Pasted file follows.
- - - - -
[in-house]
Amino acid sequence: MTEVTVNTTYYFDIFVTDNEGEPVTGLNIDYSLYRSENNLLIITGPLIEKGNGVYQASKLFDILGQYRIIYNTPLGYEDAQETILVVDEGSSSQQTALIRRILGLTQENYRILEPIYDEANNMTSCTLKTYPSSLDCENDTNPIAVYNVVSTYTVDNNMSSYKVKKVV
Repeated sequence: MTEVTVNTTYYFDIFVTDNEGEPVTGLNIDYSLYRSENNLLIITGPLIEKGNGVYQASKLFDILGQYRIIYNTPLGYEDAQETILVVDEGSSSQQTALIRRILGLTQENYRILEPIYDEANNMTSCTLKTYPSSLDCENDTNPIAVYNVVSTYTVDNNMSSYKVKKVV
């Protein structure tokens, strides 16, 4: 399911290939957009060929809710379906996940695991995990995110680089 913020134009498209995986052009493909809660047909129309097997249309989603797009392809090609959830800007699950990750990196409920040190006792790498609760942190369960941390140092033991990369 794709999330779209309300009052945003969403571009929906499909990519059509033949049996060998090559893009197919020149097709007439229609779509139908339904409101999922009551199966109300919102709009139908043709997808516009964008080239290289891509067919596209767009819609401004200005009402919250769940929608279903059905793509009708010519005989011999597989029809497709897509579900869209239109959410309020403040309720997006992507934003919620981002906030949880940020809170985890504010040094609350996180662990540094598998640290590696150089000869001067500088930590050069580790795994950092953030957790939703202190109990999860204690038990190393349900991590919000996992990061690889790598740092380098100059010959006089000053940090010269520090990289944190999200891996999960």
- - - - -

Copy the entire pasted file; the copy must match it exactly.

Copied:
[in-house]
Amino acid sequence: MTEVTVNTTYYFDIFVTDNEGEPVTGLNIDYSLYRSENNLLIITGPLIEKGNGVYQASKLFDILGQYRIIYNTPLGYEDAQETILVVDEGSSSQQTALIRRILGLTQENYRILEPIYDEANNMTSCTLKTYPSSLDCENDTNPIAVYNVVSTYTVDNNMSSYKVKKVV
Repeated sequence: MTEVTVNTTYYFDIFVTDNEGEPVTGLNIDYSLYRSENNLLIITGPLIEKGNGVYQASKLFDILGQYRIIYNTPLGYEDAQETILVVDEGSSSQQTALIRRILGLTQENYRILEPIYDEANNMTSCTLKTYPSSLDCENDTNPIAVYNVVSTYTVDNNMSSYKVKKVV
């Protein structure tokens, strides 16, 4: 399911290939957009060929809710379906996940695991995990995110680089 913020134009498209995986052009493909809660047909129309097997249309989603797009392809090609959830800007699950990750990196409920040190006792790498609760942190369960941390140092033991990369 794709999330779209309300009052945003969403571009929906499909990519059509033949049996060998090559893009197919020149097709007439229609779509139908339904409101999922009551199966109300919102709009139908043709997808516009964008080239290289891509067919596209767009819609401004200005009402919250769940929608279903059905793509009708010519005989011999597989029809497709897509579900869209239109959410309020403040309720997006992507934003919620981002906030949880940020809170985890504010040094609350996180662990540094598998640290590696150089000869001067500088930590050069580790795994950092953030957790939703202190109990999860204690038990190393349900991590919000996992990061690889790598740092380098100059010959006089000053940090010269520090990289944190999200891996999960």